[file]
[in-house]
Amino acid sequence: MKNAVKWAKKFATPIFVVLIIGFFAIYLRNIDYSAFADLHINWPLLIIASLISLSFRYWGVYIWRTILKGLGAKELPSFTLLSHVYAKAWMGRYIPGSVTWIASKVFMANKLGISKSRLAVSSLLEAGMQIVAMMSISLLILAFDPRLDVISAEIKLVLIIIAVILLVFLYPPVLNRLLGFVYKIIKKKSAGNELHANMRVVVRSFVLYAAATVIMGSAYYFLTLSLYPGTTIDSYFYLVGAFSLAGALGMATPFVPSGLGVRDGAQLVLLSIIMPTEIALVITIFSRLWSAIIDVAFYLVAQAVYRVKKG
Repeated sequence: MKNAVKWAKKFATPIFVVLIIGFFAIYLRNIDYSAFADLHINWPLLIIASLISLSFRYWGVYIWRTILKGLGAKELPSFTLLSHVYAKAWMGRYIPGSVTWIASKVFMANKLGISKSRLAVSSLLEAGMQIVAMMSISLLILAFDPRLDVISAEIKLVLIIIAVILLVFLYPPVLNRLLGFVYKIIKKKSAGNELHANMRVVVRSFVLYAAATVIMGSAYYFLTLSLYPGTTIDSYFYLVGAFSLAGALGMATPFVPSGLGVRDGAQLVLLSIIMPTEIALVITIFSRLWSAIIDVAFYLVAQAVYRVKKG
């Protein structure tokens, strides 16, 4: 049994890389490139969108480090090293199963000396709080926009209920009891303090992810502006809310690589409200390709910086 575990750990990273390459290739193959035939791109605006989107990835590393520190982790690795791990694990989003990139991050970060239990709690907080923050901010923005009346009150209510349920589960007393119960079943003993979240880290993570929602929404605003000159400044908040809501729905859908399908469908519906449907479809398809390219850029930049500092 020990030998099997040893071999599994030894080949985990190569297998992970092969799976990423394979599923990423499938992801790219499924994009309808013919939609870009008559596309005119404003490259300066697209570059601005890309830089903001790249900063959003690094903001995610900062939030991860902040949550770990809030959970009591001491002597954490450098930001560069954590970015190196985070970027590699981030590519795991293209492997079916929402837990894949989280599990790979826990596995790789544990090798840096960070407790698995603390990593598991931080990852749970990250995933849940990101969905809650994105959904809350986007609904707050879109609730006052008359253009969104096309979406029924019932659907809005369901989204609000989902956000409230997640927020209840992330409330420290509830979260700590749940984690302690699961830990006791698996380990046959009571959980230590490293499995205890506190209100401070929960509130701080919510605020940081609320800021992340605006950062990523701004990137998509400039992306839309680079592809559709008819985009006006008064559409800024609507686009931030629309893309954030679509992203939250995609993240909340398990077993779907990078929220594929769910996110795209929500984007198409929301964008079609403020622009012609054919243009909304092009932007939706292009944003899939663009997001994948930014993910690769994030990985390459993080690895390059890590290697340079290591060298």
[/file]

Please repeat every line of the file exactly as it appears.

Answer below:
[in-house]
Amino acid sequence: MKNAVKWAKKFATPIFVVLIIGFFAIYLRNIDYSAFADLHINWPLLIIASLISLSFRYWGVYIWRTILKGLGAKELPSFTLLSHVYAKAWMGRYIPGSVTWIASKVFMANKLGISKSRLAVSSLLEAGMQIVAMMSISLLILAFDPRLDVISAEIKLVLIIIAVILLVFLYPPVLNRLLGFVYKIIKKKSAGNELHANMRVVVRSFVLYAAATVIMGSAYYFLTLSLYPGTTIDSYFYLVGAFSLAGALGMATPFVPSGLGVRDGAQLVLLSIIMPTEIALVITIFSRLWSAIIDVAFYLVAQAVYRVKKG
Repeated sequence: MKNAVKWAKKFATPIFVVLIIGFFAIYLRNIDYSAFADLHINWPLLIIASLISLSFRYWGVYIWRTILKGLGAKELPSFTLLSHVYAKAWMGRYIPGSVTWIASKVFMANKLGISKSRLAVSSLLEAGMQIVAMMSISLLILAFDPRLDVISAEIKLVLIIIAVILLVFLYPPVLNRLLGFVYKIIKKKSAGNELHANMRVVVRSFVLYAAATVIMGSAYYFLTLSLYPGTTIDSYFYLVGAFSLAGALGMATPFVPSGLGVRDGAQLVLLSIIMPTEIALVITIFSRLWSAIIDVAFYLVAQAVYRVKKG
């Protein structure tokens, strides 16, 4: 049994890389490139969108480090090293199963000396709080926009209920009891303090992810502006809310690589409200390709910086 575990750990990273390459290739193959035939791109605006989107990835590393520190982790690795791990694990989003990139991050970060239990709690907080923050901010923005009346009150209510349920589960007393119960079943003993979240880290993570929602929404605003000159400044908040809501729905859908399908469908519906449907479809398809390219850029930049500092 020990030998099997040893071999599994030894080949985990190569297998992970092969799976990423394979599923990423499938992801790219499924994009309808013919939609870009008559596309005119404003490259300066697209570059601005890309830089903001790249900063959003690094903001995610900062939030991860902040949550770990809030959970009591001491002597954490450098930001560069954590970015190196985070970027590699981030590519795991293209492997079916929402837990894949989280599990790979826990596995790789544990090798840096960070407790698995603390990593598991931080990852749970990250995933849940990101969905809650994105959904809350986007609904707050879109609730006052008359253009969104096309979406029924019932659907809005369901989204609000989902956000409230997640927020209840992330409330420290509830979260700590749940984690302690699961830990006791698996380990046959009571959980230590490293499995205890506190209100401070929960509130701080919510605020940081609320800021992340605006950062990523701004990137998509400039992306839309680079592809559709008819985009006006008064559409800024609507686009931030629309893309954030679509992203939250995609993240909340398990077993779907990078929220594929769910996110795209929500984007198409929301964008079609403020622009012609054919243009909304092009932007939706292009944003899939663009997001994948930014993910690769994030990985390459993080690895390059890590290697340079290591060298």